Ceilidhs test the floorboards of many village halls from Gretna Green to Lerwick on 30th November. In the town that bears the saint's name, St Andrews, there's a week-long festival of arts and activities. And since November 30th 1996, when the Stone of Destiny was returned to Scotland and housed in Edinburgh Castle it has been decreed that the Castle shall be open with free entry on every St Andrew's Day - in perpetuity - to allow the people of Scotland to view the fabled Stone.
St Andrews Festival begins with the first professional performance of Macpherson’s Rant. The Festival will culminate with a spectacular selection of events over the St Andrews weekend, including a Gala Dinner, Fife Young Fiddlers, John Knox’s Pulpit, Torchlight Parade, Fireworks Display, an outdoor Ceilidh, Scottish Concert, Scottish Community Drama productions and a Food Festival.
In Glasgow enjoy a Scottish-themed extravaganza with a traditional ceilidh, live music, family fun, street theatre, story telling, films and lots more. The Winter Café Bar will be offering a scrumptious Scottish menu featuring haggis, neeps 'n' tatties; scotch broth; Aberdeen Angus burgers; hot toddies and a selection of Scottish Ales to wash down this delicious fodder!
Edinburgh Castle plays host to the St Andrews Day Night Time Spectacular, which aims to bring an exuberant and youthful flavour to this traditional celebration with an amazing Scottish carnival of contemporary dance, light show, fireworks and a unique twist on the sound of pipes and drums all performed on the esplanade of Edinburgh's iconic landmark building.
Haggis, whisky and oats will be consumed in large quantities and many of the Scots will cudgel their brains to remember their primary school lessons in Scottish country dancing and persuade everyone to join in at a ceilidh.
Around midnight on November 29, it was traditional for girls to pray to St Andrew for a husband. They would make a wish and look for a sign that they had been heard.
A girl wishing to marry could:
Throw a shoe at a door. If the toe of the shoe pointed in the direction of the exit, then she would marry and leave her parents house within a year.
Peel a whole apple without breaking the peel and throw the peel over the shoulder. If the peel formed a letter of the alphabet, then this suggested the name of her future groom.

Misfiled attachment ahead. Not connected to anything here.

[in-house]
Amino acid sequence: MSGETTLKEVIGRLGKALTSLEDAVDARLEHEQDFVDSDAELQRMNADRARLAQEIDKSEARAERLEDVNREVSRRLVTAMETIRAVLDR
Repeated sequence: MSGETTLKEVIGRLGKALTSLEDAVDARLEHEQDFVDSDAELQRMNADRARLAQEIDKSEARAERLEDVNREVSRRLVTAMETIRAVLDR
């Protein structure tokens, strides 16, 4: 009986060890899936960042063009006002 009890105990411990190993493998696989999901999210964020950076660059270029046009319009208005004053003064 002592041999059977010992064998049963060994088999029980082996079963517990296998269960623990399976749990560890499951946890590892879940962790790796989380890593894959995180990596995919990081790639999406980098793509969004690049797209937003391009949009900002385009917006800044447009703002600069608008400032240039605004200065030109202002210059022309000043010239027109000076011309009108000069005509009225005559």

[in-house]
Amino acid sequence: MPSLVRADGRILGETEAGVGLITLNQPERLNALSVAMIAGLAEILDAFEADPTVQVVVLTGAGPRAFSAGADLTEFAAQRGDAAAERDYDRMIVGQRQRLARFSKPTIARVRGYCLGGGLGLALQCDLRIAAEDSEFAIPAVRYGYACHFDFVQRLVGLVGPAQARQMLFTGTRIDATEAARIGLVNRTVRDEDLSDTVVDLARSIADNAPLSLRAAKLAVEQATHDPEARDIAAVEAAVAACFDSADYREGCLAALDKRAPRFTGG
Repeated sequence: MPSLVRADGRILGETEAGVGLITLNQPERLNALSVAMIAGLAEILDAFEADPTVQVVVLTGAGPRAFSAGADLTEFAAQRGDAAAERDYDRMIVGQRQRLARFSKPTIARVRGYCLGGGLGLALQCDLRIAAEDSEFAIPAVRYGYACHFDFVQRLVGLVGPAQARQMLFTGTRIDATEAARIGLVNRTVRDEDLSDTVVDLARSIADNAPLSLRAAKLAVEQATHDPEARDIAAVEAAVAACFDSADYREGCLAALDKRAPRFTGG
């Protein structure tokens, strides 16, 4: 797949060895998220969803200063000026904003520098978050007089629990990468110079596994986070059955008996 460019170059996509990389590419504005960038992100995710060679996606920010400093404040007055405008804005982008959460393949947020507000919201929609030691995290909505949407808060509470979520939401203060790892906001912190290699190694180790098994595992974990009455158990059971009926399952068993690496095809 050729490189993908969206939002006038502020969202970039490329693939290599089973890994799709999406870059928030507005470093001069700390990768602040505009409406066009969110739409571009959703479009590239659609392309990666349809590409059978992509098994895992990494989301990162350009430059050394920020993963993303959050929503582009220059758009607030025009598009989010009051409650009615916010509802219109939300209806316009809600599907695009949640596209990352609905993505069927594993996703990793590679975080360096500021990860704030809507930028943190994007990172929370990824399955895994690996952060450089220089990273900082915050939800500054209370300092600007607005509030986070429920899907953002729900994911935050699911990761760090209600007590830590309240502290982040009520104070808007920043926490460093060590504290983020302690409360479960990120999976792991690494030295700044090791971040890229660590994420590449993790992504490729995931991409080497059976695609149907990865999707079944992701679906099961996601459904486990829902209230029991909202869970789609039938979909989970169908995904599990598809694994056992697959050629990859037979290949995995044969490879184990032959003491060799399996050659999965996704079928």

German folklore advises single women who wish to marry to ask for St Andrews help. The night before the 30th, if they sleep naked, they will see their future husbands in their dreams. Young women should also note the location of barking dogs on St Andrews Eve, as their future husbands will come from that direction.
St Andrew is also expected to look after gout, singers, sore throats, stiff necks, unmarried women, women who wish to become mothers, fish dealers, fishmongers, fishermen, old maids and more!
St Andrew was one of Jesus Christ's apostles; he is thought to have been a fisherman along with his elder brother Saint Peter. The patron saint of Scotland, Greece, Romania and Russia, Andrew was reputedly put to death by the Romans in Greece by being pinned to a diagonal cross which is said to be the basis of the Saltire (also known as the cross of St Andrew). His connection with Scotland is from the relics that were placed in a chapel, in (you guessed it!) St Andrew's. Although there are a great many stories, there is no definitive answer as to how they came to be in Scotland, the most common is that St Rule (or Regulus) had a dream the relics were to be destroyed and stole away with some, being shipwrecked in Fife on the way. The relics vanished in the Scottish Reformation period as churches were expunged of "Catholic idolatry". The larger part of St. Andrew's remains were stolen from Constantinople in 1210 and are now to be found in Amalfi in Southern Italy. In 1879 the Archbishop of Amalfi sent a small piece of the Saint's shoulder blade to the re-established Roman Catholic community in Scotland. Since 2007 it has been a designated bank holiday in Scotland (albeit one in which the banks don't close, and employers don't have an obligation to give their employees an additional day off). It is also an official flag day, meaning that the Saltire is flown on all government buildings (except for Edinburgh Castle and other British Army leased buildings which continue to fly the Union Flag).